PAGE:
Brexit: busting the myths part one
It’s been just over a fortnight since Rathbones and The Spectator hosted a frenetic Brexit debate at the London Palladium. Yet in that short space of time the decision around ‘should we stay or should we go’ has continued to gather pace. And, just when you thought the debate couldn’t get any more farcical, the prime minister has issued a warning that Brexit could lead to World War III and Boris Johnson has been spotted waving a pasty from a bus in Cornwall.
If the politicians are struggling to keep their heads and give us reasoned arguments, how can we make sense of it all? How can we as financial professionals and, more importantly, our clients make an informed decision?
There is very little foresight shown by either side, just unfounded scare stories with no factual evidence to support them and I fear there will be more of this to come in the weeks ahead. So, in the run-up to the referendum, I’ll issue a series of blogs that will attempt to add some clarity to the ongoing debate. Because, whatever the outcome of the referendum on 23 June, I do think it has important consequences for the country which could affect clients’ investments over the next few years.
The growing level of anger and mistrust between the two warring factions of the Conservative Party is plain to see. It’s possible that the prime minister and his chancellor are out of step with their grassroots members and this could have lasting repercussions.
It now seems almost impossible for either man to lead the country if ‘leave’ wins. This would mean a leadership change at a time of already great uncertainty. Clearly, such a result would be negative for sterling, gilts or UK equities.
Some have asked me if Cameron would change his mind and stand for a third term if ‘remain’ wins. Again, this seems unlikely and it could be argued that he may now struggle to get through to the third year of this Parliament given the fury he has stirred up among his internal opponents. If this proves to be the case, we could end up with a weak government distracted by internal politics, elevating the chance of policy errors. Again sovereign debt and the currency would become very volatile.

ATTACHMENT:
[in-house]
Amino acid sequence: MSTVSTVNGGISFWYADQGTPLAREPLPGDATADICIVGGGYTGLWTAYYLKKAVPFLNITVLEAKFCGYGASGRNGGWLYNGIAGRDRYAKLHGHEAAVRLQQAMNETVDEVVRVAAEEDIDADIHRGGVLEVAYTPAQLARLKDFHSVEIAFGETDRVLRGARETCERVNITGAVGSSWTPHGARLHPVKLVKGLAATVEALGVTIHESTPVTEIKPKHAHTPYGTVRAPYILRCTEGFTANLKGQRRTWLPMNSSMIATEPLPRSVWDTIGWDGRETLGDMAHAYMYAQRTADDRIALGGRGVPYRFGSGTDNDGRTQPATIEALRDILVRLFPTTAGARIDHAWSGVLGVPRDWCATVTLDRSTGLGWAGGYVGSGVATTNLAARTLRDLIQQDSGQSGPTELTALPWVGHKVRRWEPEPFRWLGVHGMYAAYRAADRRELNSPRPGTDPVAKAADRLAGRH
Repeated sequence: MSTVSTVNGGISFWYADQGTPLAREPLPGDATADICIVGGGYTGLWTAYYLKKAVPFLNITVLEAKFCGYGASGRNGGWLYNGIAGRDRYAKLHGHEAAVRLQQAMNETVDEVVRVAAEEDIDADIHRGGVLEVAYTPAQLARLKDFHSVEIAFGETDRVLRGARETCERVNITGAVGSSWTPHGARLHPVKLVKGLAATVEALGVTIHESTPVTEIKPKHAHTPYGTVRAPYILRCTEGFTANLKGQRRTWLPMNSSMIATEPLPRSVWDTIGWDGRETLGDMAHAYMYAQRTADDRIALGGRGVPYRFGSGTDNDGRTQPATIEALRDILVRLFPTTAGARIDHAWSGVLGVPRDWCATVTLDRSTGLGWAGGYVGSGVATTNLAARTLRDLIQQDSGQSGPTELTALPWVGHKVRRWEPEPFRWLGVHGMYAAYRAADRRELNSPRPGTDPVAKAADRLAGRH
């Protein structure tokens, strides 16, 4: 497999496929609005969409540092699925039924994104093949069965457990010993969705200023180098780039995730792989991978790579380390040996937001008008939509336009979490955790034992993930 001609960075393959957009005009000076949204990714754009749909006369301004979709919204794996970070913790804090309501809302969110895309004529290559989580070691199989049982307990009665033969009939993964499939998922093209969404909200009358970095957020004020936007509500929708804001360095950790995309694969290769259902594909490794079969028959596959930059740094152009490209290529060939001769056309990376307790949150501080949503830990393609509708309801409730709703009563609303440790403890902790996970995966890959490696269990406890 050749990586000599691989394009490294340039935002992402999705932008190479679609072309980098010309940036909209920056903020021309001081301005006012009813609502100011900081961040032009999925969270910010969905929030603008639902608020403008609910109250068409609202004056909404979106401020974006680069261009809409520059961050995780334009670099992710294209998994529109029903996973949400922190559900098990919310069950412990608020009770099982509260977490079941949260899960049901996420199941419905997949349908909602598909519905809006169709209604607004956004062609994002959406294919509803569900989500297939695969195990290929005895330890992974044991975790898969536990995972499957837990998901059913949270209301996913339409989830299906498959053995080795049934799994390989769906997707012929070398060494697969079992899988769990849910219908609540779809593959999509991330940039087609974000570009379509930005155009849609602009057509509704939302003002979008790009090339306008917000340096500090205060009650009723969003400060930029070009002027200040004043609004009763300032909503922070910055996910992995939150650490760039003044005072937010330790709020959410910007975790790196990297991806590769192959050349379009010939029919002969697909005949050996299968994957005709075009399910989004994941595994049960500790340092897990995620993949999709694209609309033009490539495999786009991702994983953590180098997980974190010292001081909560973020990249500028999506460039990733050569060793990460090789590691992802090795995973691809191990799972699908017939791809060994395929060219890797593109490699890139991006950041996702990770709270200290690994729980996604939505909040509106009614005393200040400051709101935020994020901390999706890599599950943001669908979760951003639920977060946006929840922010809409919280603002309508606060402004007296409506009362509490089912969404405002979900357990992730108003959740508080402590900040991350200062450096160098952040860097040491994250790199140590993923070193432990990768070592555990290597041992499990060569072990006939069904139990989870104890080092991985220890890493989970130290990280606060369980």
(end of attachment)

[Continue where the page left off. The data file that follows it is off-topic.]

And herein lies the problem: no-one has articulated a strategy post the vote.
If Brexit happens, then we will need a strong government in place as soon as possible. The Bank of England would have to act decisively – and carefully – in its communications. This has not been its strong suit in recent times!
I suspect the BoE would likely answer a Brexit vote with more quantitative easing, together with tax reductions in the business sector, rather than an interest rate cut which would not help the pound.
If we do get more QE we could see more liquidity pumped into property and corporate bonds which would make the party go on longer, but the resulting hangover could be brutal.
I’ll touch more on this in the next Brexit blog and what positive steps the government could take whether we leave or remain.